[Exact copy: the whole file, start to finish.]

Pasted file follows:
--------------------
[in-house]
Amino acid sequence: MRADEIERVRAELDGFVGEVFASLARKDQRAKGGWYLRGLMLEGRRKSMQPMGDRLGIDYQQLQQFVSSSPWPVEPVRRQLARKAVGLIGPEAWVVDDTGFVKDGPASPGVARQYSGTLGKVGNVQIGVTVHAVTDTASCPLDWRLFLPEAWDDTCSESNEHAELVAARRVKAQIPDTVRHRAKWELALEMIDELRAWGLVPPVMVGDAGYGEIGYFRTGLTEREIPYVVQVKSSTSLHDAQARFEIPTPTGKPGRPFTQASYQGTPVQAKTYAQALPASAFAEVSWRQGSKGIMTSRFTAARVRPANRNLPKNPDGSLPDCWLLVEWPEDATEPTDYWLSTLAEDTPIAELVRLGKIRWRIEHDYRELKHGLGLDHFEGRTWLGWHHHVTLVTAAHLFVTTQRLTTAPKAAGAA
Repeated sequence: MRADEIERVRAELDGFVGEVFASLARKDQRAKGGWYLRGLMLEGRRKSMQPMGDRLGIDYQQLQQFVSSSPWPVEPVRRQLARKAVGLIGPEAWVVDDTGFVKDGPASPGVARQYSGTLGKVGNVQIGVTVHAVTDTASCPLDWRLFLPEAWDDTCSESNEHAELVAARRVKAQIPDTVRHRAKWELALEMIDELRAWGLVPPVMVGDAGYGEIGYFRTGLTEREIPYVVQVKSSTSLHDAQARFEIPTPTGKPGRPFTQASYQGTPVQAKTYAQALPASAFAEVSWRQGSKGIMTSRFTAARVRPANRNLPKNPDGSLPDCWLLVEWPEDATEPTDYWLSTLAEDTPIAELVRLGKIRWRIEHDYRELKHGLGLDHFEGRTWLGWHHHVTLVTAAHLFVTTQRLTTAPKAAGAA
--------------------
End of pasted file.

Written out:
[in-house]
Amino acid sequence: MRADEIERVRAELDGFVGEVFASLARKDQRAKGGWYLRGLMLEGRRKSMQPMGDRLGIDYQQLQQFVSSSPWPVEPVRRQLARKAVGLIGPEAWVVDDTGFVKDGPASPGVARQYSGTLGKVGNVQIGVTVHAVTDTASCPLDWRLFLPEAWDDTCSESNEHAELVAARRVKAQIPDTVRHRAKWELALEMIDELRAWGLVPPVMVGDAGYGEIGYFRTGLTEREIPYVVQVKSSTSLHDAQARFEIPTPTGKPGRPFTQASYQGTPVQAKTYAQALPASAFAEVSWRQGSKGIMTSRFTAARVRPANRNLPKNPDGSLPDCWLLVEWPEDATEPTDYWLSTLAEDTPIAELVRLGKIRWRIEHDYRELKHGLGLDHFEGRTWLGWHHHVTLVTAAHLFVTTQRLTTAPKAAGAA
Repeated sequence: MRADEIERVRAELDGFVGEVFASLARKDQRAKGGWYLRGLMLEGRRKSMQPMGDRLGIDYQQLQQFVSSSPWPVEPVRRQLARKAVGLIGPEAWVVDDTGFVKDGPASPGVARQYSGTLGKVGNVQIGVTVHAVTDTASCPLDWRLFLPEAWDDTCSESNEHAELVAARRVKAQIPDTVRHRAKWELALEMIDELRAWGLVPPVMVGDAGYGEIGYFRTGLTEREIPYVVQVKSSTSLHDAQARFEIPTPTGKPGRPFTQASYQGTPVQAKTYAQALPASAFAEVSWRQGSKGIMTSRFTAARVRPANRNLPKNPDGSLPDCWLLVEWPEDATEPTDYWLSTLAEDTPIAELVRLGKIRWRIEHDYRELKHGLGLDHFEGRTWLGWHHHVTLVTAAHLFVTTQRLTTAPKAAGAA